Thursday, October 9, 2014

Tasting the Spirit of Portland Along Distillery Row

The entire state of Oregon is famous for its craft beer.  The Willamette Valley is often visited for its world-class Pinots and other wines.  But what about spirits?  Oregon’s most recent foray into handcrafted alcohols can be witnessed and tasted along Portland’s Distillery Row, located in an industrial neighborhood of small warehouses in southeast Portland.  Portland’s Distillery Row consists of six distilleries: Eastside Distilling, House Spirits, New Deal Distillery, Rolling River Spirits, Stone Barn Brandyworks, and Vinn Distillery.  During our time in Portland we got the chance to visit a couple of Portland’s distilleries and taste the movement.

House Spirits Distillery


House Spirits Distillery Portland's Distillery Row Oregon
House Spirits Distillery's apothecary library.
House Spirits Distillery was founded in 2004 and is located in Portland’s Distillery Row.  House Spirits’ lineup includes Aviation American Gin, Krogstad Festlig Aquavit, Krogstad Gamle Aquavit, Volstead Vodka, Westward Oregon Straight Malt Whiskey, House Spirits Series Coffee Liqueur, and House Spirits Series White Dog Whiskey.  All are batch-distilled and made with ethically sourced ingredients.

We tasted the gin, vodka, whiskey, and coffee liqueur.  Rome is a whiskey guy and loved House Spirits’ whiskey.  We both really enjoyed the vodka, which is filtered through coconut shells.  The Volstead Vodka is cheekily named after the father of prohibition Andrew Volstead.  The coffee liqueur is made with molasses distilled into rum and then blended with locally roasted coffee.  The liqueur is perfectly flavored and not too sweet or syrupy.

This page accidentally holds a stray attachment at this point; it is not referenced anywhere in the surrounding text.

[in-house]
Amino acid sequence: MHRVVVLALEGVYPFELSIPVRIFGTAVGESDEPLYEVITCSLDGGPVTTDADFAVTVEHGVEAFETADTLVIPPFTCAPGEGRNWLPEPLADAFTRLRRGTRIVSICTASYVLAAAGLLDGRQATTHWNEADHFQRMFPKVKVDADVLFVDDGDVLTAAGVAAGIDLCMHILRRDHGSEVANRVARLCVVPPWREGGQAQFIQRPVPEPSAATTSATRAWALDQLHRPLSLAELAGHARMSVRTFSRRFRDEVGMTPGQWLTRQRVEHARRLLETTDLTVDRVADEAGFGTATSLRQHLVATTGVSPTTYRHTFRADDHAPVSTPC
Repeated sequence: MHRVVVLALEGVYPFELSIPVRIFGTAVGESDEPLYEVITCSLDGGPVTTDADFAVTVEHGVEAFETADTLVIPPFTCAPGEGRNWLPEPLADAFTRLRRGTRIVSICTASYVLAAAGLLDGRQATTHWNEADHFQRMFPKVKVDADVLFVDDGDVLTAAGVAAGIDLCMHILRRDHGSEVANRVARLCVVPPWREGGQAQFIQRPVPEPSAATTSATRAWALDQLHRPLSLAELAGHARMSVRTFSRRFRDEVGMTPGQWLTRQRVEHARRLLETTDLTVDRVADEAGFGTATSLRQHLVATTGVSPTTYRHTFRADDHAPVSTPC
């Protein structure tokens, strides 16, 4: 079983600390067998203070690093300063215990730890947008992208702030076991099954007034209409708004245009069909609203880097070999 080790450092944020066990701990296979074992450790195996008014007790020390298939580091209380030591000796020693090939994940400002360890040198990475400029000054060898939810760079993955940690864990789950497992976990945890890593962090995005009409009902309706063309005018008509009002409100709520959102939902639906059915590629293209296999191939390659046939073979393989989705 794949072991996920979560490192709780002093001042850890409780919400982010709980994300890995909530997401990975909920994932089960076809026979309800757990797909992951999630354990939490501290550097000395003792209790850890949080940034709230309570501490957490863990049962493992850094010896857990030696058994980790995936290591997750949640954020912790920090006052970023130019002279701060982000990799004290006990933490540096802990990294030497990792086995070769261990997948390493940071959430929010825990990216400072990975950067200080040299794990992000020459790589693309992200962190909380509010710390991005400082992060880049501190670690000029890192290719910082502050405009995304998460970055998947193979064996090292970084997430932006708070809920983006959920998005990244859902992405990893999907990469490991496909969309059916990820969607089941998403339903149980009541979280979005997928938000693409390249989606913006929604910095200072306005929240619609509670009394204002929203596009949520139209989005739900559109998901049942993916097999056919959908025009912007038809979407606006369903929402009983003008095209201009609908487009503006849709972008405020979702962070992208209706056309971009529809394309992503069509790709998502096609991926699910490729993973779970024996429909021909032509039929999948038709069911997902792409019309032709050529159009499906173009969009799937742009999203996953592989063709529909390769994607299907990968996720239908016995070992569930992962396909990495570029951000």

Clear Creek Distillery


Clear Creek Distillery Portland Oregon
Clear Creek Distillery brandies.
Clear Creek Distillery is not part of Portland’s Distillery Row, as it is located across the river.  Clear Creek Distillery was founded in 1985 by Steve McCarthy and is actually a forerunner of Portland’s Distillery Row.  McCarthy started the distillery because he wanted to find a use for the fruit from the family orchard.  The name comes from the creek that runs through McCarthy’s family orchard.  McCarthy discovered traditional European spirits during his travels and knew that the fruit grown in the Pacific Northwest would make exceptional fruit brandies.  Clear Creek Distillery uses traditional techniques and local fruit.  No colors or flavors are added.

Our favorite offerings from Clear Creek Distillery were the Williams Pear Brandy and the Loganberry Liquor.  The Williams Pear Brandy uses Bartlett pears grown in the Hood River Valley.  The pears are crushed, fermented and then distilled.  It takes 30 pounds of pears to make one bottle of Williams Pear Brandy.  The liqueurs are thicker and sweeter than the brandies, perfect for sipping chilled or pouring over ice cream.  Clear Creek Distillery even produces Apple-in-the-Bottle Eau de Vie de Pomme, with apples grown directly inside the bottles.

Oregon is doing great things with alcohol, but it can be hard to experience all the beer, wine, and spirits and still stay sober for enjoying the non-alcohol attractions of the state.  But do try to visit at least one or two of the distilleries of Portland’s Distillery Row.  Luckily, since Oregon is so proud and supportive of its crafts, it is also easy to try Portland’s spirits when eating out at restaurants, so order a cocktail made with locally distilled craft spirits and be part of the Portland spirit movement.

Katherine Belarmino has been traveling for over ten years on a quest to see as much of the world as possible, experience new cultures, and sample other cuisines and libations. She also writes the travel blog Travel the World, which journals her world travels with her husband Romeo and seeks to encourage others to take the time to travel.